Atlantic Beach, NC – The final fort that I visited during my South Carolina/North Carolina Road Trip was Fort Macon in the Fort Macon State Park near Atlantic Beach, NC. Fort Macon, like Fort Pulaski and Fort Clinch, is a Third System fortification, built between the War of 1812 and the Civil War. Just as Fort Pulaski and Fort Clinch are of different constructions, Fort Macon is of a different design as well. Fort Macon is almost like a smaller Fort Pulaski surrounded by an earthen fortification with the moat in between.
Fort Macon and Fort Pulaski share similar histories. Built between 1826 and 1834, Fort Macon was intended to protect the ports of Morehead City and Beaufort just as Fort Pulaski was intended to protect the Port of Savannah. At the beginning of the civil war, both were in the care of one or two caretakers and were easily taken over by the Confederacy. Likewise, both were retaken by the Union in April 1862. In both cases, fire from rifled guns caused damage to the forts, including damage to ammunition magazines, that forced the Confederates to surrender. While the fall of Fort Pualski didn’t result in the fall of the Port of Savannah, the fall of Fort Macon followed the capture of Morehead City and Beaufort and allowed the Union Navy the use of Beaufort Harbor for the duration of the war.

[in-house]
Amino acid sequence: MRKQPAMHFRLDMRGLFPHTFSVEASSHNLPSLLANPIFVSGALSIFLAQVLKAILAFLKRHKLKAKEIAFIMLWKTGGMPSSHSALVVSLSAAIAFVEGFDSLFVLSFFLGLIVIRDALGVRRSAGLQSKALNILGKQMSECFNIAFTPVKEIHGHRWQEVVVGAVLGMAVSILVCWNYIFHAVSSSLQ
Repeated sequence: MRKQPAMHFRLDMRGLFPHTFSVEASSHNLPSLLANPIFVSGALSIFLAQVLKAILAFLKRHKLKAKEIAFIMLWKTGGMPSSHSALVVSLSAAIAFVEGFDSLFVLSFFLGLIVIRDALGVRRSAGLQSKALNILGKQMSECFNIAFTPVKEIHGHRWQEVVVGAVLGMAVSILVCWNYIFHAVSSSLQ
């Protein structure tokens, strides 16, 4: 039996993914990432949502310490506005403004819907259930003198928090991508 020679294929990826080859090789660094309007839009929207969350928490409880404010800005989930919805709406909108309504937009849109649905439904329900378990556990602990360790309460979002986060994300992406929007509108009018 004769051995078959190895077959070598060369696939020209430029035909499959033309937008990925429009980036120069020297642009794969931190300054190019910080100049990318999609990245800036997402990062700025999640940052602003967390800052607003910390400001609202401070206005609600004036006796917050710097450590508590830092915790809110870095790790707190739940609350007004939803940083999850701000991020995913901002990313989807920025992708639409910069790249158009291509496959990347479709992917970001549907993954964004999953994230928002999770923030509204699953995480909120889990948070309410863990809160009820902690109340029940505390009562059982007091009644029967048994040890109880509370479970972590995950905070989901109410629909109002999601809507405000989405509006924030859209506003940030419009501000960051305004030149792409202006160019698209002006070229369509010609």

After the Civil War, Fort Macon would remain occupied by the US Army through 1877 and was used as both a military and civil prison. In 1898, it was reactivated for use during the Spanish-American War. It was abandoned in 1903 and sold as surplus to the State of North Carolina for $1 in 1924 for use as a state park. As part of President Roosevelt’s New Deal, the Citizens Conservation Corps restored the fort and built recreation facilities and Fort Macon State Park opened in 1936 as North Carolina’s first functioning state park. During World War II, the Army once again utilized Fort Macon; leasing it from the state, it was used for coastal artillery from 1941 to 1944 and returned to the State of North Carolina in 1946.
If you’re interested in Civil War History or fortifications, you really should add Fort Macon to your list of places to visit. I found that it readily complemented my visits to Fort Pulaski and Fort Clinch and that it added to my knowledge of the Civil War along the Confederate coast. Even though most of Fort Macon’s Casemates are closed to visitors due to to hurricane damage, it’s very much worth visiting.